Yes, storing hazardous materials is serious business â€” with dangerous, potentially catastrophic consequences.
Thatâ€™s why many facilities draw up detailed hazmat storage policies and procedures that, among other things, ban smoking; specify chemicals to be stored separately; and require labels, warnings, audits, use of approved containers and sufficient ventilation when necessary.
But in too many workplaces, hazmat storage â€” like housekeeping in general â€” doesnâ€™t get the attention its risks require. Itâ€™s easy to fall into an â€œout of sight, out of mindâ€ trap when looking to store solvents, gas and oxygen cylinders and any number of chemicals. Complacency creeps in. Employees accustomed to seeing thinners, cleaners, gas cans or pesticides around the shop forget the potentially deadly consequences of poor storage decisions.
Initial assessmentA serious approach to safely storing hazardous materials starts with checking into all applicable local, state, and federal fire codes and safety regs. Make sure youâ€™re in compliance.
Check your material safety data sheets for storage instructions. MSDSs will list safe storage conditions as well as conditions that should be avoided.
If you still have questions, bring in a local fire department or hazmat emergency response squad officials to help with your assessment. Fire and emergency services should be updated regularly on what potentially dangerous materials you have on site, where they are kept, and in what quantities.
Then draft a plan and enforceable policy for storing hazmats. At Clemson University, the EHS department looks to store hazmats in low-traffic, but accessible, areas. The number of storage locations and amounts on hand should be kept to a minimum, according to Clemsonâ€™s EHS policy.
Other issues to consider when mapping out storage locations:
Know your inventoryInventory control of hazmats is critical. Refer to MSDSs for information about chemical properties. NASAâ€™s policy states that toxic materials must be physically separated from materials not classified as toxic. Plus, toxic materials should be segregated according to the type of material to be stored, according to NASA.
The San Diego Fire-Rescue Department advises that incompatible acids should be stored separately from each other (such as nitric acid, perchloric acid, acetic acid).
Selection of storage cabinets and containers is critical, too. Hereâ€™s how specific NASA gets about cabinet requirements for storing acids and bases:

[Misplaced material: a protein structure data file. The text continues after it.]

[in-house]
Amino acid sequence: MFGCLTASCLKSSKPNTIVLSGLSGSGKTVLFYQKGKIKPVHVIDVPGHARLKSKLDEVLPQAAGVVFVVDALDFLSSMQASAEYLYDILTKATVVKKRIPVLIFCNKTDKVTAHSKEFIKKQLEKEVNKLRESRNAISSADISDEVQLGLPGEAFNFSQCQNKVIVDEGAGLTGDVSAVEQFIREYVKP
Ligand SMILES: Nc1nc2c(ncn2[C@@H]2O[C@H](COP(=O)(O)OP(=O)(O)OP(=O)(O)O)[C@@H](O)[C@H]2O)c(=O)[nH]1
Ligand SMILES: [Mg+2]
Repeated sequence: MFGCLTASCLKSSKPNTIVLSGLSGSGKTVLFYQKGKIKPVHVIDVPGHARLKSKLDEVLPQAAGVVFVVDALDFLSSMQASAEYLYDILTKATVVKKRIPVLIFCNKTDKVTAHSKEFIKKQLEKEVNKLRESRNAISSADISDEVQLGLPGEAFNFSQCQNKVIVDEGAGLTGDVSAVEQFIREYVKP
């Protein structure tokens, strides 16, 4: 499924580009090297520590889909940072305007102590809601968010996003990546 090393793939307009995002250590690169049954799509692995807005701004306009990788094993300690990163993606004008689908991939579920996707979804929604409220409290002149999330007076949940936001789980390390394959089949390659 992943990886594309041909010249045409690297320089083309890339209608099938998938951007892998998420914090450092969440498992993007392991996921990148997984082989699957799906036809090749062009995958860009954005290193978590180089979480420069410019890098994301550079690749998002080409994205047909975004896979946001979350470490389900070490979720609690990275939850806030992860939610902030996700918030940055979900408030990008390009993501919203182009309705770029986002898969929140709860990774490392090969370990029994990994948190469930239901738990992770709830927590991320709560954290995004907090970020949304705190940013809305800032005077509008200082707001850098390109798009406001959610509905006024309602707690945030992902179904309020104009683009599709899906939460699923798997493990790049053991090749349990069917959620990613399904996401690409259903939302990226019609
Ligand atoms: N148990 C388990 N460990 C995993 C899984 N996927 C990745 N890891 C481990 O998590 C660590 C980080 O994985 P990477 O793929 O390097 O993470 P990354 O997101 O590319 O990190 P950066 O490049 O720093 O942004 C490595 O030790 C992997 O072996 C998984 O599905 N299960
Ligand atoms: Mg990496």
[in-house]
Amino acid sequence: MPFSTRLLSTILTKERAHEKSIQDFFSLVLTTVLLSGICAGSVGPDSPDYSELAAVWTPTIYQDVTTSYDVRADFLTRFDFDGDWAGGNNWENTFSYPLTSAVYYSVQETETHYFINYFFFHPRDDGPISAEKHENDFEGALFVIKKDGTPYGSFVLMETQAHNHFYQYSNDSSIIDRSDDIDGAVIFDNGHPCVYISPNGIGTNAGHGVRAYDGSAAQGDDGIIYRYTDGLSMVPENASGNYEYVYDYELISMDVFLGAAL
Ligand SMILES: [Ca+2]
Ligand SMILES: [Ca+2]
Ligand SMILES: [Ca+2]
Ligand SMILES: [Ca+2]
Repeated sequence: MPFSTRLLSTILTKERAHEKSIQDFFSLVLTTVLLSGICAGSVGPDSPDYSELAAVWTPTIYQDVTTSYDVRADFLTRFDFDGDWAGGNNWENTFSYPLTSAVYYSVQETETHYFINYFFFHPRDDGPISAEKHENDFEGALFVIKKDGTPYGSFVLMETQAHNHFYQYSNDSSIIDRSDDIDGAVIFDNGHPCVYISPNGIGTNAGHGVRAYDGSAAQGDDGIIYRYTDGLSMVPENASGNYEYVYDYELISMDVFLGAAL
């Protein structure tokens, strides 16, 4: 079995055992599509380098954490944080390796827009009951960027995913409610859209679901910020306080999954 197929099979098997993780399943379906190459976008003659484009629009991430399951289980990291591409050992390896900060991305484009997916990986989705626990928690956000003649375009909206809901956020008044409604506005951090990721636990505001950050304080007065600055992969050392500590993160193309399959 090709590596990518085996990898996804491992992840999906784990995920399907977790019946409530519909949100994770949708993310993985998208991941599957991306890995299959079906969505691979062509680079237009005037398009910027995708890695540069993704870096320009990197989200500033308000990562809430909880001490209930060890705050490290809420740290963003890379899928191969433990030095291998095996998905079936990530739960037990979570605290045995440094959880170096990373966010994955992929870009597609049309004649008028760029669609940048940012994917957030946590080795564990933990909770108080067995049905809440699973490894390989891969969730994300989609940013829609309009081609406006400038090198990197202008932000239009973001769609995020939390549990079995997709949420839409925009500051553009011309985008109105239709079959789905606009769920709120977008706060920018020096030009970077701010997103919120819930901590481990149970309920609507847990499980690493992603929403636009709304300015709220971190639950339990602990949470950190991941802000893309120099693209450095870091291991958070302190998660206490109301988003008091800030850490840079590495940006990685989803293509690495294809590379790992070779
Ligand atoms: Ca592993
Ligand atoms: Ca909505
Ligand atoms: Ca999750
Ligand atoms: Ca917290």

Activate awarenessSigns and labels also deserve serious attention. Check for specific regulatory requirements, such as hazard communication labeling. NASAâ€™s policy states: â€œA room where toxic materials are stored must be clearly identified with highly visible TOXIC MATERIALS signs at all entrances, and doors shall have a National Fire Protection Association Chemical Hazard Rating System sign with hazard explanations.â€
States the San Diego Fire-Rescue Department: â€œAll cabinets that contain hazardous materials, whether approved or not, must be labeled on the outside as to its contents. Letters must be at least one inch high.â€
NASA also takes these steps regarding labels and markings:
The human factorMany of the keys to safe hazmat storage depend on knowing your toxic materials, regulatory requirements, environmental conditions and matching cabinets and containers to your materials. But obviously, you canâ€™t neglect human factors.
Your employees need to be trained and made fully aware of the seriousness of your hazmat storage policies and procedures. Receiving crews should know to segregate hazardous and incompatible materials and use designated storage locations in the facility. No smoking zones must be enforced. Complete and accurate inventories of chemicals and hazardous materials should be maintained. Conduct periodic and annual inspections of storage areas and procedures.
SIDEBAR: OSHAâ€™s checklist â€” storing flammable & combustible materials